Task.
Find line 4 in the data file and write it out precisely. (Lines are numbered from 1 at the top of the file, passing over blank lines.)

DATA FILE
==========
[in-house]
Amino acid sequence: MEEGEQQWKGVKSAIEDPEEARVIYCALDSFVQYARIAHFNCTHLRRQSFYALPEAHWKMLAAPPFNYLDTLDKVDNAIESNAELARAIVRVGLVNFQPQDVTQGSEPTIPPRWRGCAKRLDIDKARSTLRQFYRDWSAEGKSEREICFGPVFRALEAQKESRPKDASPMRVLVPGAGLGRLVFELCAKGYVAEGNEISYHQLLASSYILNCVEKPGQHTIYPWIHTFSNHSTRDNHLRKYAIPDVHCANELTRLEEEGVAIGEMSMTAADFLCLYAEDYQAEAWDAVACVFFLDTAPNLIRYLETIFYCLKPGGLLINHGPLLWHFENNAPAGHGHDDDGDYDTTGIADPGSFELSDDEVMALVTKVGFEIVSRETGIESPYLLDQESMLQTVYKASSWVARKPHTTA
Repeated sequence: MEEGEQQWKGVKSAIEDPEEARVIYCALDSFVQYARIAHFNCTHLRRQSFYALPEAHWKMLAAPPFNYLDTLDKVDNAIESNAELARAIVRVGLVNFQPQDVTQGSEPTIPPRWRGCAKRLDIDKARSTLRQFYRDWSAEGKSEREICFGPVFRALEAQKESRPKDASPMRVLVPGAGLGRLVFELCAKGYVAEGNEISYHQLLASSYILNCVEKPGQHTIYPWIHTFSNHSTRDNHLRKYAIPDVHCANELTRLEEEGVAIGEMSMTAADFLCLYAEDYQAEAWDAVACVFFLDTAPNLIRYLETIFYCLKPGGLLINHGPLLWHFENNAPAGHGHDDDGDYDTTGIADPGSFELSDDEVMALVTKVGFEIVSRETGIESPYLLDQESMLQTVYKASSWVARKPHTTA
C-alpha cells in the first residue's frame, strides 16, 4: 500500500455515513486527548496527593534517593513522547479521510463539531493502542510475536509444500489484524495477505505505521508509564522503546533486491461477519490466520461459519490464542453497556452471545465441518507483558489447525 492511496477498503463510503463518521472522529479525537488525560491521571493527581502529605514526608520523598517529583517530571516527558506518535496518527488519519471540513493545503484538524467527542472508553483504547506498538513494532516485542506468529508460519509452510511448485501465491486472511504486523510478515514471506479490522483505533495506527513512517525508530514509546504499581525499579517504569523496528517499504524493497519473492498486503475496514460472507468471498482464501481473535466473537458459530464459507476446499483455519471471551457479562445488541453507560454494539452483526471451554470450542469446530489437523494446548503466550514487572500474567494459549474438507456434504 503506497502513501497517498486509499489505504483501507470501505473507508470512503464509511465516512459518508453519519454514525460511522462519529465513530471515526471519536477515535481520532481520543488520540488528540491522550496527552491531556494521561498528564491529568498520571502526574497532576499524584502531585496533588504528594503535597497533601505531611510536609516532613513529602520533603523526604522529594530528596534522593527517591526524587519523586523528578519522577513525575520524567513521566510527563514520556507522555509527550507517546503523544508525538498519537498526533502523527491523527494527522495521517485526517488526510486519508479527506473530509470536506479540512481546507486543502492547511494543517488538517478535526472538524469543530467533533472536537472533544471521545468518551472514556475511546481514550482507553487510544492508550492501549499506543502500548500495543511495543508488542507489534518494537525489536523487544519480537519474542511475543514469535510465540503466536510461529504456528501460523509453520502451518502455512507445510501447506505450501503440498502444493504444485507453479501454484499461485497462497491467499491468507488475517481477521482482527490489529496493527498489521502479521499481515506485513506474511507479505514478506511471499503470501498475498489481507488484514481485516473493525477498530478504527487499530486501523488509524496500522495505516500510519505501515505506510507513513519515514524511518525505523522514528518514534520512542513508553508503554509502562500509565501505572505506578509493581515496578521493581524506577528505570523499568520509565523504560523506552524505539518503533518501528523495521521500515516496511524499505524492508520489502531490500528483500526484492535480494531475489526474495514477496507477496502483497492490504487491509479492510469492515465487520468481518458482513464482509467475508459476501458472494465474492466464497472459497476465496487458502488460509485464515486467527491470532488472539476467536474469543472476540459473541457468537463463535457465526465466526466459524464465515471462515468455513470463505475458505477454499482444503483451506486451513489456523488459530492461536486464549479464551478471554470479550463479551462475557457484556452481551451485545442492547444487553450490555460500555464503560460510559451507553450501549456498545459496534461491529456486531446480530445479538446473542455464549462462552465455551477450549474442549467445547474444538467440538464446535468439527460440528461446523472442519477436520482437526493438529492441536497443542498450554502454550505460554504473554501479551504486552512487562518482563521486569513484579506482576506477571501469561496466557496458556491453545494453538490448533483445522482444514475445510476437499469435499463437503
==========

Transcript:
C-alpha cells in the first residue's frame, strides 16, 4: 500500500455515513486527548496527593534517593513522547479521510463539531493502542510475536509444500489484524495477505505505521508509564522503546533486491461477519490466520461459519490464542453497556452471545465441518507483558489447525 492511496477498503463510503463518521472522529479525537488525560491521571493527581502529605514526608520523598517529583517530571516527558506518535496518527488519519471540513493545503484538524467527542472508553483504547506498538513494532516485542506468529508460519509452510511448485501465491486472511504486523510478515514471506479490522483505533495506527513512517525508530514509546504499581525499579517504569523496528517499504524493497519473492498486503475496514460472507468471498482464501481473535466473537458459530464459507476446499483455519471471551457479562445488541453507560454494539452483526471451554470450542469446530489437523494446548503466550514487572500474567494459549474438507456434504 503506497502513501497517498486509499489505504483501507470501505473507508470512503464509511465516512459518508453519519454514525460511522462519529465513530471515526471519536477515535481520532481520543488520540488528540491522550496527552491531556494521561498528564491529568498520571502526574497532576499524584502531585496533588504528594503535597497533601505531611510536609516532613513529602520533603523526604522529594530528596534522593527517591526524587519523586523528578519522577513525575520524567513521566510527563514520556507522555509527550507517546503523544508525538498519537498526533502523527491523527494527522495521517485526517488526510486519508479527506473530509470536506479540512481546507486543502492547511494543517488538517478535526472538524469543530467533533472536537472533544471521545468518551472514556475511546481514550482507553487510544492508550492501549499506543502500548500495543511495543508488542507489534518494537525489536523487544519480537519474542511475543514469535510465540503466536510461529504456528501460523509453520502451518502455512507445510501447506505450501503440498502444493504444485507453479501454484499461485497462497491467499491468507488475517481477521482482527490489529496493527498489521502479521499481515506485513506474511507479505514478506511471499503470501498475498489481507488484514481485516473493525477498530478504527487499530486501523488509524496500522495505516500510519505501515505506510507513513519515514524511518525505523522514528518514534520512542513508553508503554509502562500509565501505572505506578509493581515496578521493581524506577528505570523499568520509565523504560523506552524505539518503533518501528523495521521500515516496511524499505524492508520489502531490500528483500526484492535480494531475489526474495514477496507477496502483497492490504487491509479492510469492515465487520468481518458482513464482509467475508459476501458472494465474492466464497472459497476465496487458502488460509485464515486467527491470532488472539476467536474469543472476540459473541457468537463463535457465526465466526466459524464465515471462515468455513470463505475458505477454499482444503483451506486451513489456523488459530492461536486464549479464551478471554470479550463479551462475557457484556452481551451485545442492547444487553450490555460500555464503560460510559451507553450501549456498545459496534461491529456486531446480530445479538446473542455464549462462552465455551477450549474442549467445547474444538467440538464446535468439527460440528461446523472442519477436520482437526493438529492441536497443542498450554502454550505460554504473554501479551504486552512487562518482563521486569513484579506482576506477571501469561496466557496458556491453545494453538490448533483445522482444514475445510476437499469435499463437503